‘The Census at Bethlehem’ by Pieter Brueghel the Younger
‘The Census at Bethlehem’ (c1611) by Pieter Brueghel the Younger

“I can tell you, it nearly blew my socks off,” Johnny Van Haeften laughed. “In my – what is it? – almost 44 years in the art world I’ve never known an experience like this.”

Van Haeften, one of London’s most respected dealers in Old Masters, sounded almost breathless as he told his story. Speaking from his Mayfair gallery, he was describing his first sight of a painting by Pieter Brueghel the Younger that has for the 400 years since its creation been completely unknown to the world.

It has been continuously in the possession of the same English family since a distant ancestor bought it, direct from the artist’s studio, in Antwerp in 1611.

The owners had never publicised their precious possession, although they were well aware of its pedigree. Until the 1950s they even had among the family papers the original receipt, Van Haeften tells me, made out in Antwerp in 1611 for the purchase price of 200 florints. (If that mislaid piece of paper ever comes to light, it will in itself be a fascinating object for art historians.)

After its purchase the work simply disappeared from public view into quiet domesticity, and for four centuries its very existence has remained unknown even to the most assiduous of Brueghel scholars.

And of all the extraordinary circumstances of this remarkable story, the oddest – perhaps – is that Van Haeften discovered it in Africa. Taken to east Africa together with other family possessions in the 1940s, the picture was for many years on loan to the family of Lord Delamere in the Rift Valley, and is now owned by offshore trustees of the Delamere family.

“As soon as I saw it, there was no doubt,” Van Haeften tells me. “And literally no outsider had seen it before.”

It shows a relatively obscure Biblical subject, “The Census at Bethlehem”, which is mentioned in the Gospel according to Luke, Chapter Two. But if it’s hardly one of the best known of Bible stories, it’s a subject very well known to connoisseurs and enthusiasts of Flemish painting of the period, because Brueghel’s father, Pieter the Elder, made the first version of the painting in 1566, three years before his death. It is one of the best and most characteristic of the master’s works, and has long been housed in the Musées Royaux des Beaux-Arts in Brussels.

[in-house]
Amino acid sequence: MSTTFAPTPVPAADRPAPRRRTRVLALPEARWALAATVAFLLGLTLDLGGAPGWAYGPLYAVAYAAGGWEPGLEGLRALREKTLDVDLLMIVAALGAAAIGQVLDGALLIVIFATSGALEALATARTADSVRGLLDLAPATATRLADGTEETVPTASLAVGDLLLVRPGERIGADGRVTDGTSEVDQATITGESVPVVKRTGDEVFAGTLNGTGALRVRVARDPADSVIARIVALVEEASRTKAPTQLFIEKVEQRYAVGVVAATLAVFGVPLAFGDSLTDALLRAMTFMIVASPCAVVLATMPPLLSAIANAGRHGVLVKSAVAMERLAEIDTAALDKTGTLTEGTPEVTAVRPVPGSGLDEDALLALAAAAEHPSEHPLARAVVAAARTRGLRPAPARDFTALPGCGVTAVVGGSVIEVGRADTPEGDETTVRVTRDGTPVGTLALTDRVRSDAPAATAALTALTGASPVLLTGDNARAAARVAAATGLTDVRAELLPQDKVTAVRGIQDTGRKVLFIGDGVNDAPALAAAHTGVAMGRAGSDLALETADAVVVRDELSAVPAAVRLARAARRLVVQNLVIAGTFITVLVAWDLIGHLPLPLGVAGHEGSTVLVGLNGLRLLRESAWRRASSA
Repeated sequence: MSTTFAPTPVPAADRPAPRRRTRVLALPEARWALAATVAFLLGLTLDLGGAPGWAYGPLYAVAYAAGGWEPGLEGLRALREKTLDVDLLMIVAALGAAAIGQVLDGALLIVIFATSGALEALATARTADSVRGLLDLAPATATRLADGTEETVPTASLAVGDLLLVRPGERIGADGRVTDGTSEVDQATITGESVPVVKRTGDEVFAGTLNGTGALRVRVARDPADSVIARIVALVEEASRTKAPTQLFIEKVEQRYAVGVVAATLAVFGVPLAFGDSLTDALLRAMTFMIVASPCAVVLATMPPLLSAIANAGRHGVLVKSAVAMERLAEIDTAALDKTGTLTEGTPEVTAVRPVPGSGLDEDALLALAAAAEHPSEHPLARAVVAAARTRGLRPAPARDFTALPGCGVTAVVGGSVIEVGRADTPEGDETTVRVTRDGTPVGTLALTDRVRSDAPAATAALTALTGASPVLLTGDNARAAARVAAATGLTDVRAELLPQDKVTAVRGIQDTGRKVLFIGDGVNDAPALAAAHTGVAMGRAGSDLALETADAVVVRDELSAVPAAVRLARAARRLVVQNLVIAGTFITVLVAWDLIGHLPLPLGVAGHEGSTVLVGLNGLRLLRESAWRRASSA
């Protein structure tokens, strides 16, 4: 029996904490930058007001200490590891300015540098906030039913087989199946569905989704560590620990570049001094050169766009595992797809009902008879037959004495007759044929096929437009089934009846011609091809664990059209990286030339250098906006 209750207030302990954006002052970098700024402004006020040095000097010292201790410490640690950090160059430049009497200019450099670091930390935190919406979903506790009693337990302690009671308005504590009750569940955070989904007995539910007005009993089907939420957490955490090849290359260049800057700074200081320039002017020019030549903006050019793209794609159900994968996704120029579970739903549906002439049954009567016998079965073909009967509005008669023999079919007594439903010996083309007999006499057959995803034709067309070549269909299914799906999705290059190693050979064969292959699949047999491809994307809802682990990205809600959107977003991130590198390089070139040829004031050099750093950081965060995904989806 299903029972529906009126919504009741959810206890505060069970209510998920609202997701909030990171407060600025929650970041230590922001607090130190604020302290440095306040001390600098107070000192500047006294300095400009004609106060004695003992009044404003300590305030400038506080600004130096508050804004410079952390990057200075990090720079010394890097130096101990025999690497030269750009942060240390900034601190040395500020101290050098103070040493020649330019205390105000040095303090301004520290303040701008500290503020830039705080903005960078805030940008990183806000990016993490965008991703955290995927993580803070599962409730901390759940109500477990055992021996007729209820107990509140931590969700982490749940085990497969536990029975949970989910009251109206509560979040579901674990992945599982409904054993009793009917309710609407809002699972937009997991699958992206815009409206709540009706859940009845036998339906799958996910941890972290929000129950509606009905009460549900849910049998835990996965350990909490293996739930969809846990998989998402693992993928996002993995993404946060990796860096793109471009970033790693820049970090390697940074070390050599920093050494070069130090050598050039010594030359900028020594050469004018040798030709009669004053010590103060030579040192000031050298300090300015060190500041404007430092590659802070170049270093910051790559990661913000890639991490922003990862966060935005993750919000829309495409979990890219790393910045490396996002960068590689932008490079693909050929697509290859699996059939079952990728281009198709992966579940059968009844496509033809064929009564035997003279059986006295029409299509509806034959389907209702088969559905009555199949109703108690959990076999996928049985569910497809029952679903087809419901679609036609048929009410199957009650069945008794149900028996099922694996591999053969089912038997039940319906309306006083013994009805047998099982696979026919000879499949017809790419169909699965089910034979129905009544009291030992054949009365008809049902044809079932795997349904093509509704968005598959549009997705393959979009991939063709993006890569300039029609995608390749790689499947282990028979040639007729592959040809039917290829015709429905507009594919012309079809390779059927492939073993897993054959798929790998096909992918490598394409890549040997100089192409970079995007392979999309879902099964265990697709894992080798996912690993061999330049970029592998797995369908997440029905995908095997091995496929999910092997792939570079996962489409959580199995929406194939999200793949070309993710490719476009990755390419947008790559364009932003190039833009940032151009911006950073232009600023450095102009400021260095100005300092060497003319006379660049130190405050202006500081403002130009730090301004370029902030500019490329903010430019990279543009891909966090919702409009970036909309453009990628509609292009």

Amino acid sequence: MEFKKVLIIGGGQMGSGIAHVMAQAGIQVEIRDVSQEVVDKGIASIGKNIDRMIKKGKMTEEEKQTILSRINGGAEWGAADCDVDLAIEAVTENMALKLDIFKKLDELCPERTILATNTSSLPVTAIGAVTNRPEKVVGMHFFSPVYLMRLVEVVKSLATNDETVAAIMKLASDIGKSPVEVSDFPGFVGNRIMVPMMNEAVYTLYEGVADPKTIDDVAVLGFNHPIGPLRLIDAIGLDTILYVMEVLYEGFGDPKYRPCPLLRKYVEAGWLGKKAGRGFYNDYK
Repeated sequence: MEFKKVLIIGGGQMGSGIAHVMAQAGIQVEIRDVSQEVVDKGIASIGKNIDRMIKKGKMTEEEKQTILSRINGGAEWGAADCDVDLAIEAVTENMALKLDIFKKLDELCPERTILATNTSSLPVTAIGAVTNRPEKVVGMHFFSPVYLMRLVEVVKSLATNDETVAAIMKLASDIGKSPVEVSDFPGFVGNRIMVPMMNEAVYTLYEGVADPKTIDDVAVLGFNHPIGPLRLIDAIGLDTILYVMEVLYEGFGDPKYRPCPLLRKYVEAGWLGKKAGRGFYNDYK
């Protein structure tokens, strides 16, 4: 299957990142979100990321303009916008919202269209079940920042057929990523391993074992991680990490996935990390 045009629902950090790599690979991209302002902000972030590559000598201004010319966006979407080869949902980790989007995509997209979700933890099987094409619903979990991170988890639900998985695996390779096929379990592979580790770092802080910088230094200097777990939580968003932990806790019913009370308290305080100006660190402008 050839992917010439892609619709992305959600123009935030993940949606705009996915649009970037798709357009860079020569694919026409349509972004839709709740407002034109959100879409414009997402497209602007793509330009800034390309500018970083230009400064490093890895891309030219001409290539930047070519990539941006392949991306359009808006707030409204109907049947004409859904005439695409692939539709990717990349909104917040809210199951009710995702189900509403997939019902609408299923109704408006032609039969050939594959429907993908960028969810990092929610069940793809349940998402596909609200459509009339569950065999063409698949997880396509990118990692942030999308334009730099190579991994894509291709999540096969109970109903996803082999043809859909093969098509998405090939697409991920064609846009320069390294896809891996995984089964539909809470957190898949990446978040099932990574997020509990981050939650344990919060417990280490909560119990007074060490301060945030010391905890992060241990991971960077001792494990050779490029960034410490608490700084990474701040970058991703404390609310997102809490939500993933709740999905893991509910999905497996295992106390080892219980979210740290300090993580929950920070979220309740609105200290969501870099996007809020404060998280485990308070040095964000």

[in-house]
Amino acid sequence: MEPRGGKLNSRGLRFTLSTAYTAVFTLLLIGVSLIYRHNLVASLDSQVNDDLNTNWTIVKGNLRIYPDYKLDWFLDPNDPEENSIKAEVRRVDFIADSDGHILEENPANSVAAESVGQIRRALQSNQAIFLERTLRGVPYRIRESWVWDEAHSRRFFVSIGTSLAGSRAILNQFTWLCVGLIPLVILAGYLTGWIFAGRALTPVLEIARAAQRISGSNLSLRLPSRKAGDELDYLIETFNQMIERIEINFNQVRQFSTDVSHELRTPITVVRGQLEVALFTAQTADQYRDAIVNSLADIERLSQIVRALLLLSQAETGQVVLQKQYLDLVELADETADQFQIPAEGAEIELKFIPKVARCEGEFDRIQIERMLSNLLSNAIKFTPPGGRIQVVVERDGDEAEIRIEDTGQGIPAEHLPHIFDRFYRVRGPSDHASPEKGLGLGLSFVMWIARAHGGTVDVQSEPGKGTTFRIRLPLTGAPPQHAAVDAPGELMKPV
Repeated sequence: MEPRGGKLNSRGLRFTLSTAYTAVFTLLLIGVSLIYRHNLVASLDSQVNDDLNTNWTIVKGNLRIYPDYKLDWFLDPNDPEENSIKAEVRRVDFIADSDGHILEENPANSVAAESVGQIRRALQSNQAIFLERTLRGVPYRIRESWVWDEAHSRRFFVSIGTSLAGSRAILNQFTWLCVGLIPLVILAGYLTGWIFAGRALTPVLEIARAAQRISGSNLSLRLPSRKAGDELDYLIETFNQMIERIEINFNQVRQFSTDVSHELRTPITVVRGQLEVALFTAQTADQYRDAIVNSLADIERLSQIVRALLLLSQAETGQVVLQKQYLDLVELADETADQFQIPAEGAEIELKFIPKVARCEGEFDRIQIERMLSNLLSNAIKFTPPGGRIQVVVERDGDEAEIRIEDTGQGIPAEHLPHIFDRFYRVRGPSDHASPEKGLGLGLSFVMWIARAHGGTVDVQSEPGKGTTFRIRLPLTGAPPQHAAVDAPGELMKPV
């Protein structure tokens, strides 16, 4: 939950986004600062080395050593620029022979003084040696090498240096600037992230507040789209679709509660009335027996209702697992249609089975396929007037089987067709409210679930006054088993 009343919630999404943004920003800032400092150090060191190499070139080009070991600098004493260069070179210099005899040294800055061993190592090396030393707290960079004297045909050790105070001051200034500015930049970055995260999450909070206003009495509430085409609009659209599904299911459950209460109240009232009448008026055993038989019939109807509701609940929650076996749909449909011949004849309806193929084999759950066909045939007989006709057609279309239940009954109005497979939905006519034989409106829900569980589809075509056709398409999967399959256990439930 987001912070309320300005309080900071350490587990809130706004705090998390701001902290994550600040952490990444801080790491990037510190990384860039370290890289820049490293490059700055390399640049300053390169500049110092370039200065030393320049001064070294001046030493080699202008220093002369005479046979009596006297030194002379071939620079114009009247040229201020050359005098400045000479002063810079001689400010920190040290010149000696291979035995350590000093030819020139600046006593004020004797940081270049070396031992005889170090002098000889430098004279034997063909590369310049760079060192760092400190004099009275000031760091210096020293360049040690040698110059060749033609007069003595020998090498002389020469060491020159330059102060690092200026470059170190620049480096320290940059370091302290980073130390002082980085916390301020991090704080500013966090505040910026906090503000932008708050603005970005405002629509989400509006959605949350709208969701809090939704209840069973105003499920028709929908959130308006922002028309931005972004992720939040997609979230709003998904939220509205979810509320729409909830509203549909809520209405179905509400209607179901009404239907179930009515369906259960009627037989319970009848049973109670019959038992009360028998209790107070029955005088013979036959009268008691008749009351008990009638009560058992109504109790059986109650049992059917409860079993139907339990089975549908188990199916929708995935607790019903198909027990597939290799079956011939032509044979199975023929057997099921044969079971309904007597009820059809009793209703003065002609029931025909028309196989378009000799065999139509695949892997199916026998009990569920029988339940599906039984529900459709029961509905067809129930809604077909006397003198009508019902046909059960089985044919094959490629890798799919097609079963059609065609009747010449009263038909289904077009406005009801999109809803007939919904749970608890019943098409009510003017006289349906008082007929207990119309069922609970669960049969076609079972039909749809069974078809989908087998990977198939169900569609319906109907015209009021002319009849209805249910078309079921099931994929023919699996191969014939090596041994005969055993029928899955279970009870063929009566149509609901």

Pieter Bruegel senior (who used no “h” in his name) had a stellar reputation, even in his lifetime; today, every one of the 35 works of his that we know are in museums and other institutions, and obviously nothing comes or will ever come to the market. Even when he was alive and actively working, it would have been difficult to obtain a picture – his reputation was such that most went straight to the royal houses of Europe.

His son Pieter, who was born in 1564 and could therefore barely have remembered his father, continued the legacy, slavishly following in his famous father’s footsteps and devoting many of the resources of his own substantial and successful studio to creating versions of the earlier masterworks. There are, in fact, 13 versions of “The Census at Bethlehem”, nine of them in museums. This newly discovered painting therefore counts as the 14th “Census”.